The incidence of infection with whooping cough has increased in certain areas of the United States this year. The fifth case was recently reported in Morrison County.
“Pertussis (whooping cough) has up and down years,” said Public Health Director Bonnie Paulsen. “It’s worse this year than normal.”
So far this year 2,711 cases of whooping cough have been reported in Minnesota. While 2011 marked a low of 661 cases, there were 1,143 in 2010, 1,134 in 2009 and 1,034 in 2008.
There are areas of the country which have been hit hard. The state of Washington declared an epidemic in April due to the drastically higher number of cases than average. According to the Seattle Times, in 2012, there have been 10 times the number of cases that were reported in 2011.
Wisconsin is having a widespread outbreak as well, with 3,819 cases reported in 2012.
California had declared a whooping cough epidemic in 2010, when more than 9,000 cases were reported.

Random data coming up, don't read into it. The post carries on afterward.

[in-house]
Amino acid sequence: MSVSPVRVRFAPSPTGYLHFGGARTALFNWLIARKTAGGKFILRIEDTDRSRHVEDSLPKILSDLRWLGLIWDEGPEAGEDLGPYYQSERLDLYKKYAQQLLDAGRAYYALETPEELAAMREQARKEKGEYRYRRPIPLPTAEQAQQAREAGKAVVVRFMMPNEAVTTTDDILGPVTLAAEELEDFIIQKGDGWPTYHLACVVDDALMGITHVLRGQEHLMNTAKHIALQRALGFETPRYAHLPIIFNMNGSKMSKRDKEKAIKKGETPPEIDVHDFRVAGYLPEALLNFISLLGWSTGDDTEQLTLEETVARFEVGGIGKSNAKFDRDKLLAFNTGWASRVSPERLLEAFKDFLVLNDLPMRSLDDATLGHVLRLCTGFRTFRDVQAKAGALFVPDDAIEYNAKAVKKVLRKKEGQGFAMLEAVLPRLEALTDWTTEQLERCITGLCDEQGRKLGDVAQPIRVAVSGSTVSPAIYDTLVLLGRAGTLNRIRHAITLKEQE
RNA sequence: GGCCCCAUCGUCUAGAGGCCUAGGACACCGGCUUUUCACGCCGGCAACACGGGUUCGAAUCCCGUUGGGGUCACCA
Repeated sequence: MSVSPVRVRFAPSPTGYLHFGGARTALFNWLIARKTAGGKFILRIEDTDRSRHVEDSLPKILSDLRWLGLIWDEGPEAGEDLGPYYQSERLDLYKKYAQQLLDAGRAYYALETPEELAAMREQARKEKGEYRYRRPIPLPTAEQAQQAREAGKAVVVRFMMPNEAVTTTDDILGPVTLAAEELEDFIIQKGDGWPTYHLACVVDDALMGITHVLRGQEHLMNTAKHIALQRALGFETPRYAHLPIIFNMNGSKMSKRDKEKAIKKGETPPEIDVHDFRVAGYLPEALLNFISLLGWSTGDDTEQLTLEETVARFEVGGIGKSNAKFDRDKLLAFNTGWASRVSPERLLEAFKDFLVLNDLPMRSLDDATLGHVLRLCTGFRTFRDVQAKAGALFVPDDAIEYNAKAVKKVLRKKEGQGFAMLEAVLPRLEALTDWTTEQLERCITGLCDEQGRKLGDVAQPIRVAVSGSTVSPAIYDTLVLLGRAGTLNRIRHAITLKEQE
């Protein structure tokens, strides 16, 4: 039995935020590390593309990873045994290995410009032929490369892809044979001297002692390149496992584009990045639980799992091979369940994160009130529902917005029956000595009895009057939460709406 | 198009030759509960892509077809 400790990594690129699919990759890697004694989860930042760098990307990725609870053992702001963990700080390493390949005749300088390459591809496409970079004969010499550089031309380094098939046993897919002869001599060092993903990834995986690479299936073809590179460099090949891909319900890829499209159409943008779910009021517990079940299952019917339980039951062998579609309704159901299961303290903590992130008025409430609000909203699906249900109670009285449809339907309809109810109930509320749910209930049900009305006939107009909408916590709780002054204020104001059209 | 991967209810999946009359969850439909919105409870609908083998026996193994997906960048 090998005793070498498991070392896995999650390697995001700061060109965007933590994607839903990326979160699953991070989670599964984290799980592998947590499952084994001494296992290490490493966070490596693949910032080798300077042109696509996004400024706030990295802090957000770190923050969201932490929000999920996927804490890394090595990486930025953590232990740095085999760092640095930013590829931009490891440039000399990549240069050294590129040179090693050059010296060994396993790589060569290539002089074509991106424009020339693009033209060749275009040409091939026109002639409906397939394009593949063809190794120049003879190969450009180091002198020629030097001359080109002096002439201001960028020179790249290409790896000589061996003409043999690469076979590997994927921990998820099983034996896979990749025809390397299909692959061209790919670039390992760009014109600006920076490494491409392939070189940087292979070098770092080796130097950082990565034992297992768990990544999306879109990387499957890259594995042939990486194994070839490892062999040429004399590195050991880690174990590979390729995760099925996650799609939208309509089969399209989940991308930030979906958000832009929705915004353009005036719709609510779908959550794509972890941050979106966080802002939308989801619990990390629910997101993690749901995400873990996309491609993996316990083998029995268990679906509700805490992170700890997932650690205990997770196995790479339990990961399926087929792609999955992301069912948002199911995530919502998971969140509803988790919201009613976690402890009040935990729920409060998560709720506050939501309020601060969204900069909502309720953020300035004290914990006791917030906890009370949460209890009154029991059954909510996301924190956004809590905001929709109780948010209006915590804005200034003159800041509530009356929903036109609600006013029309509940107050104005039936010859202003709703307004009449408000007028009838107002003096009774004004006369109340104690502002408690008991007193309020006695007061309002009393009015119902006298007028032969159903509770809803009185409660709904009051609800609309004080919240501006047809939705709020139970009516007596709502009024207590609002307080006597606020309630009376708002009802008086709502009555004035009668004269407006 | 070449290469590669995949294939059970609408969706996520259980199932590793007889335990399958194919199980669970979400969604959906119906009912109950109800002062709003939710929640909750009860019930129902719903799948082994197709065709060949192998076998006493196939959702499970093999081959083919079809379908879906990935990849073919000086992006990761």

“The five Morrison County cases reported include two adults and three children in the 7-13 age range. The most recent case was reported in the last two weeks,” Paulsen said.
The first symptoms of pertussis are similar to a cold: sneezing, a runny nose, possibly a low-grade fever and a cough. After one or two weeks, the cough becomes severe with the following symptoms: the cough occurs in sudden, uncontrollable bursts where one cough follows the next without a break for breath; many children will make a high-pitched whooping sound when breathing in after a coughing episode. Whooping is less common in infants and adults.
According to Sandy Holman, infection control coordinator at St. Gabriel’s Hospital, “The best way to prevent whooping cough is to vaccinate all children on time. Also, everyone should avoid close contact with others who are coughing or otherwise ill; wash their hands often; stay at home if ill; cover their cough with a tissue or cough into their sleeve and seek medical attention if they develop pertussis-like symptoms or have been exposed to someone with pertussis.”
There are two pertussis vaccines (DTaP and Tdap) given in combination with tetanus and diphtheria. “Your age determines which vaccine you should receive,” said Holman.
According to the Seattle Times, Center for Disease Control (CDC) spokeswoman Alison Patti emphasized that pertussis isn’t spreading because of an anti-vaccine movement. Among possible reasons for the recent spike are that diagnoses in teens and adults are getting better and doctors are doing a better job with reporting,” she said.
“The best way to prevent pertussis is for all children to be fully vaccinated on time and for adolescents and adults to get a booster shot,” Holman said.